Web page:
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Owens v. Duncan

United States District Court, S.D. Illinois

June 4, 2014

JAMES OWENS, #K-83253, Plaintiff,
v.
WARDEN DUNCAN, ASSISTANT WARDEN TREADWAY, JOHN COE, and JOHN DOE Defendants.

MEMORANDUM AND ORDER

MICHAEL J. REAGAN, District Judge.

Plaintiff James Owens, currently incarcerated at Lawrence Correctional Center ("Lawrence"), brings this pro se civil rights action for deprivations of his constitutional rights pursuant to 42 U.S.C. § 1983. Plaintiff alleges that Defendant Duncan (warden of Lawrence), Treadway (Assistant warden of Lawrence), John Coe (Health Care Unit Administrator), and John Doe (pharmacy technologist) have been deliberately indifferent to Plaintiff's serious medical needs in violation of the Eighth Amendment. (Doc. 1). Plaintiff seeks declaratory and injunctive relief, as well as compensatory and punitive damages. (Doc. 1, p. 7).

The complaint comes now before the Court for a preliminary review pursuant to 28 U.S.C. § 1915A. Under § 1915A, the Court is required to promptly screen prisoner complaints to filter out nonmeritorious claims. 28 U.S.C. § 1915A(a). The Court is required to dismiss any portion of the complaint that is legally frivolous, malicious, fails to state a claim upon which relief may be granted, or asks for money damages from a defendant who by law is immune from such relief. 28 U.S.C. § 1915A(b).

An action or claim is frivolous if "it lacks an arguable basis either in law or in fact." Neitzke v. Williams, 490 U.S. 319, 325 (1989). An action fails to state a claim upon which relief can be granted if it does not plead "enough facts to state a claim to relief that is plausible on its face." Bell Atlantic Corp. v. Twombly, 550 U.S. 544, 570 (2007). The claim of entitlement to relief must cross "the line between possibility and plausibility." Id. at 557. Conversely, a complaint is plausible on its face "when the plaintiff pleads factual content that allows the court to draw the reasonable inference that the defendant is liable for the misconduct alleged." Ashcroft v. Iqbal, 556 U.S. 662, 678 (2009). Although the Court is obligated to accept factual allegations as true, some factual allegations may be so sketchy or implausible that they fail to provide sufficient notice of a plaintiff's claim. Smith v. Peters, 631 F.3d 418, 419 (7th Cir. 2011); Brooks v. Ross, 578 F.3d 574, 581 (7th Cir. 2009). Additionally, Courts "should not accept as adequate abstract recitations of the elements of a cause of action or conclusory legal statements." Id. At the same time, however, the factual allegations of a pro se complaint are to be liberally construed. See Rodriguez v. Plymouth Ambulance Serv., 577 F.3d 816, 821 (7th Cir. 2009).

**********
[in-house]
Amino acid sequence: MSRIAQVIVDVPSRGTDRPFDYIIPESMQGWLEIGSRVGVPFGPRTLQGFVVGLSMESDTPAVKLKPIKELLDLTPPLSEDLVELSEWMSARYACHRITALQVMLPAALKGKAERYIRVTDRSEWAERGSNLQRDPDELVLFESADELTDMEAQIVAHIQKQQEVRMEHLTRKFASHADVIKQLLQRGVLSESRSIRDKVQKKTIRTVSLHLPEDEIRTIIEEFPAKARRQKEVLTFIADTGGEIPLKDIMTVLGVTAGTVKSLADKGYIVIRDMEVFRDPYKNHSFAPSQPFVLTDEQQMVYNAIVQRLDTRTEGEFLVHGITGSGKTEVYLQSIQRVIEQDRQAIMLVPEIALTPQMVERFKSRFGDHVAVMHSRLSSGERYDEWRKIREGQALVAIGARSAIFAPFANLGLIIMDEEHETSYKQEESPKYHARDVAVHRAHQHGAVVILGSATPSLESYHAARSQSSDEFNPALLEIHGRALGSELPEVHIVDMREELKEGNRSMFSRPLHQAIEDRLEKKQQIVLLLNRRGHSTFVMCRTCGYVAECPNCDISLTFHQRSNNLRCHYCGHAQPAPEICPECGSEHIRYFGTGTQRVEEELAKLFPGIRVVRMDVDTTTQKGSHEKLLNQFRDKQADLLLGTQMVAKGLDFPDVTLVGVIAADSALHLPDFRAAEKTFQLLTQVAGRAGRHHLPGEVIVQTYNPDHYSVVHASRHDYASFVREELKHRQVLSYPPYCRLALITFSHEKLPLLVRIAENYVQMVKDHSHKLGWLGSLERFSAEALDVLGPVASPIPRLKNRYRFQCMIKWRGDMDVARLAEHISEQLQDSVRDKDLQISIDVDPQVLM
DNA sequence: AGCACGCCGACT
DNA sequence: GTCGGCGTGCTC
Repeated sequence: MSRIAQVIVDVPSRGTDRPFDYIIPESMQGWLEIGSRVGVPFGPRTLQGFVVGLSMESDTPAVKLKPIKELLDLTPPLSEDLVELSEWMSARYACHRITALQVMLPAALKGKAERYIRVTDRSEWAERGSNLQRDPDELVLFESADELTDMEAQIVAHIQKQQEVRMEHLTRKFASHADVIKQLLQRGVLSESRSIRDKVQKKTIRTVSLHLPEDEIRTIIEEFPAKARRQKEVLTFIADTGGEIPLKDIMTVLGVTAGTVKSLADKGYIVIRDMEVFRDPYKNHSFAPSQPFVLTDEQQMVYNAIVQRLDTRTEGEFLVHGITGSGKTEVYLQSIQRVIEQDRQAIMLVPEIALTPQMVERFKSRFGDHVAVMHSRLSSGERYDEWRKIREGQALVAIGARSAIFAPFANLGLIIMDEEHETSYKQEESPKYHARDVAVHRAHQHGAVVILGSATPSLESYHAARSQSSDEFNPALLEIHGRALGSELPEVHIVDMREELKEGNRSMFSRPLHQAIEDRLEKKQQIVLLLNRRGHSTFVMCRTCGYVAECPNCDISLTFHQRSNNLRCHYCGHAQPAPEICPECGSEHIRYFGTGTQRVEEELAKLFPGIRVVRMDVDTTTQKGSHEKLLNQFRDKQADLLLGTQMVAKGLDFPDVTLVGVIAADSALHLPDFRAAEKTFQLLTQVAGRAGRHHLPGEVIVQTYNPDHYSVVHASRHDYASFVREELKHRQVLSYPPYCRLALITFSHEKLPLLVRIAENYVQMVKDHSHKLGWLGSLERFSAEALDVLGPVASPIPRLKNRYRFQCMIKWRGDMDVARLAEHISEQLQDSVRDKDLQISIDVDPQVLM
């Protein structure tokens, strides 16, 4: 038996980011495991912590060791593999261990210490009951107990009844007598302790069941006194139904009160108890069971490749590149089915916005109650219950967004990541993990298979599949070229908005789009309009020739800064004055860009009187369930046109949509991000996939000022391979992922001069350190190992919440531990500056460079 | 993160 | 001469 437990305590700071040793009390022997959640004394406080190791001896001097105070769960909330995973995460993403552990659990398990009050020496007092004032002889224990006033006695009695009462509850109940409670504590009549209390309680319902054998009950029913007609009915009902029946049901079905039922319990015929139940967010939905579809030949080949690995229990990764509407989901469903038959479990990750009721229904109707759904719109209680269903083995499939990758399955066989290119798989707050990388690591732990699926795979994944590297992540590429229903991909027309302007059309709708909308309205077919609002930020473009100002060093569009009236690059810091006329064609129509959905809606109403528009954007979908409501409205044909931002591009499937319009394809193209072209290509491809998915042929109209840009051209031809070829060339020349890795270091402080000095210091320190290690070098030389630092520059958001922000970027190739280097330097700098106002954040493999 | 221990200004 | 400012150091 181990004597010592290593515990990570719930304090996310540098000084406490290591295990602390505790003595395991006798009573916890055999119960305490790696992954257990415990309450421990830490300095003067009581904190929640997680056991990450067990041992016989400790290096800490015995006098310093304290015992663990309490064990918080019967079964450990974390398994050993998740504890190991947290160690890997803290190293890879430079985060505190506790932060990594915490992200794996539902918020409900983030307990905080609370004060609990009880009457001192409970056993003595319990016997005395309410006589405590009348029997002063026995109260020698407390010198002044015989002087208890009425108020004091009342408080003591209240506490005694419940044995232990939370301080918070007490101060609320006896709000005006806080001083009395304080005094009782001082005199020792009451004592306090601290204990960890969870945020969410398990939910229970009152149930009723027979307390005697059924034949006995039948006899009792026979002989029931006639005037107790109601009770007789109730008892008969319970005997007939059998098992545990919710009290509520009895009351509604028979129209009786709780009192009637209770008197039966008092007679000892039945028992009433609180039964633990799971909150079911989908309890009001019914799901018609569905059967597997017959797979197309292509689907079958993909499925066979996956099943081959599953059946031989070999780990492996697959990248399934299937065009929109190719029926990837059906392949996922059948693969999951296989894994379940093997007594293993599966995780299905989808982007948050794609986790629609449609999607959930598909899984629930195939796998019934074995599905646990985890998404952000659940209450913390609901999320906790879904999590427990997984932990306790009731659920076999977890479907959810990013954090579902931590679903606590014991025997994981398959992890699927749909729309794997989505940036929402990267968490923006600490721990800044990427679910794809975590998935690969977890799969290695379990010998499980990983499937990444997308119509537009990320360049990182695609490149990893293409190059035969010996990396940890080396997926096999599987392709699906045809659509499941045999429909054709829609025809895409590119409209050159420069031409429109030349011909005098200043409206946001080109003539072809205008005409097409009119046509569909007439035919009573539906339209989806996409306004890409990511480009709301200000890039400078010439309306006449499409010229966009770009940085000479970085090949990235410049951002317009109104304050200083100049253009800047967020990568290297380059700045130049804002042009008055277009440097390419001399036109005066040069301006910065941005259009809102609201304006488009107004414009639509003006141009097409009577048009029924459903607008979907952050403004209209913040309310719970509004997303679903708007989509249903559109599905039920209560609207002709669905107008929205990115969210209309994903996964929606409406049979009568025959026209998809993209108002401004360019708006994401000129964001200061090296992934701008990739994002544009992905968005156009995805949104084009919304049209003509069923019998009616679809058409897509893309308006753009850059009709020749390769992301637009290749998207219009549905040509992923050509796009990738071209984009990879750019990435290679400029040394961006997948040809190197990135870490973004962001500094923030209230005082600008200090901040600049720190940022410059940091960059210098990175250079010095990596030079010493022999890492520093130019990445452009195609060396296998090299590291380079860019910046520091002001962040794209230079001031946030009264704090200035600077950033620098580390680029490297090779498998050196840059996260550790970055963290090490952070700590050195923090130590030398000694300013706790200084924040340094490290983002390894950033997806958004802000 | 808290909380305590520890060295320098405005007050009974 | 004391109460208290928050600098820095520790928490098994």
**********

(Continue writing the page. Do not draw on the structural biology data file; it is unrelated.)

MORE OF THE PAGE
The Complaint

Plaintiff claims that Defendants have failed to refill prescribed medications in a timely manner and that his request for a new medication to treat a fungal infection has been ignored. Specifically, according to Plaintiff's complaint, on March 9, 2014, Defendant Coe prescribed Plaintiff Chlorpheniramine[1] for sinus pressure and Naproxen for arthritic pain.[2] (Doc. 1, ¶ 11). Both prescriptions were filled. Each prescription contained additional refills. Plaintiff was instructed to submit the refill for Chlopheniramine seven days prior to March 17, 2014 and the refill for Naproxen seven days before April 7, 2014. (Doc. 1, ¶ 13, Exhibits C and D). Plaintiff does not state when he made his initial refill requests, but he asserts that he has "sent numerous request slips to the HCU Pharmacy" as well as requests to Defendants Coe and Treadway informing them of his need for the refills; as of May 5, 2014, neither the Chlorpheniramine nor the Naproxen prescriptions had been refilled. (Doc. 1, ¶¶ 15-16). Plaintiff further claims that since April 7, 2014 he has been requesting treatment for a fungal infection; these requests have also been ignored. Plaintiff maintains that going without the prescriptions has caused him to suffer sinus pain, as well as arthritic pain in his back and hips. (Doc. 1, ¶ 20).

On April 20, 2014, Plaintiff filed an "emergency grievance" with Defendant Duncan (Doc. 1, Exhibit A). Defendant Duncan made the determination on April 21, 2014 that the grievance was not of an "emergency nature" and Plaintiff was instructed to submit a grievance in the normal manner. Id. Plaintiff chose instead to file an appeal with the Administrative Review Board and a civil rights action before this Court. (Doc. 1, ¶ 20).

Analysis